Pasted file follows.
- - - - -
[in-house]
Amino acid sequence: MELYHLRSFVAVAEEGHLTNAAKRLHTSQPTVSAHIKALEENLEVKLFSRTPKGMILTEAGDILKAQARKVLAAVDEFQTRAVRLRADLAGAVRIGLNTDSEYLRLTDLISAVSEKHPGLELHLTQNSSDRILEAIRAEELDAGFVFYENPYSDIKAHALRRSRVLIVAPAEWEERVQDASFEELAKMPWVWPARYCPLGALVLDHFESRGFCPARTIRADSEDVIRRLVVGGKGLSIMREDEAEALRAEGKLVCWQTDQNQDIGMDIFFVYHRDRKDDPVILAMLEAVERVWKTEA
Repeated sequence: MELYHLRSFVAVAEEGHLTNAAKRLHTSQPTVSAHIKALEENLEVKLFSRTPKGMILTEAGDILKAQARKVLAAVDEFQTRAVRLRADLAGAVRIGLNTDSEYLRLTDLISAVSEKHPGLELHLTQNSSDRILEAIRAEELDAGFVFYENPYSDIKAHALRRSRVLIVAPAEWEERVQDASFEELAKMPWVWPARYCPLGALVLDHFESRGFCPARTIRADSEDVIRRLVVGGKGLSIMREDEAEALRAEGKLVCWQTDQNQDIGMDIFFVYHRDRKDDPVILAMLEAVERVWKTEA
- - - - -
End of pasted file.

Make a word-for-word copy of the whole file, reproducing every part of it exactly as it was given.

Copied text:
[in-house]
Amino acid sequence: MELYHLRSFVAVAEEGHLTNAAKRLHTSQPTVSAHIKALEENLEVKLFSRTPKGMILTEAGDILKAQARKVLAAVDEFQTRAVRLRADLAGAVRIGLNTDSEYLRLTDLISAVSEKHPGLELHLTQNSSDRILEAIRAEELDAGFVFYENPYSDIKAHALRRSRVLIVAPAEWEERVQDASFEELAKMPWVWPARYCPLGALVLDHFESRGFCPARTIRADSEDVIRRLVVGGKGLSIMREDEAEALRAEGKLVCWQTDQNQDIGMDIFFVYHRDRKDDPVILAMLEAVERVWKTEA
Repeated sequence: MELYHLRSFVAVAEEGHLTNAAKRLHTSQPTVSAHIKALEENLEVKLFSRTPKGMILTEAGDILKAQARKVLAAVDEFQTRAVRLRADLAGAVRIGLNTDSEYLRLTDLISAVSEKHPGLELHLTQNSSDRILEAIRAEELDAGFVFYENPYSDIKAHALRRSRVLIVAPAEWEERVQDASFEELAKMPWVWPARYCPLGALVLDHFESRGFCPARTIRADSEDVIRRLVVGGKGLSIMREDEAEALRAEGKLVCWQTDQNQDIGMDIFFVYHRDRKDDPVILAMLEAVERVWKTEA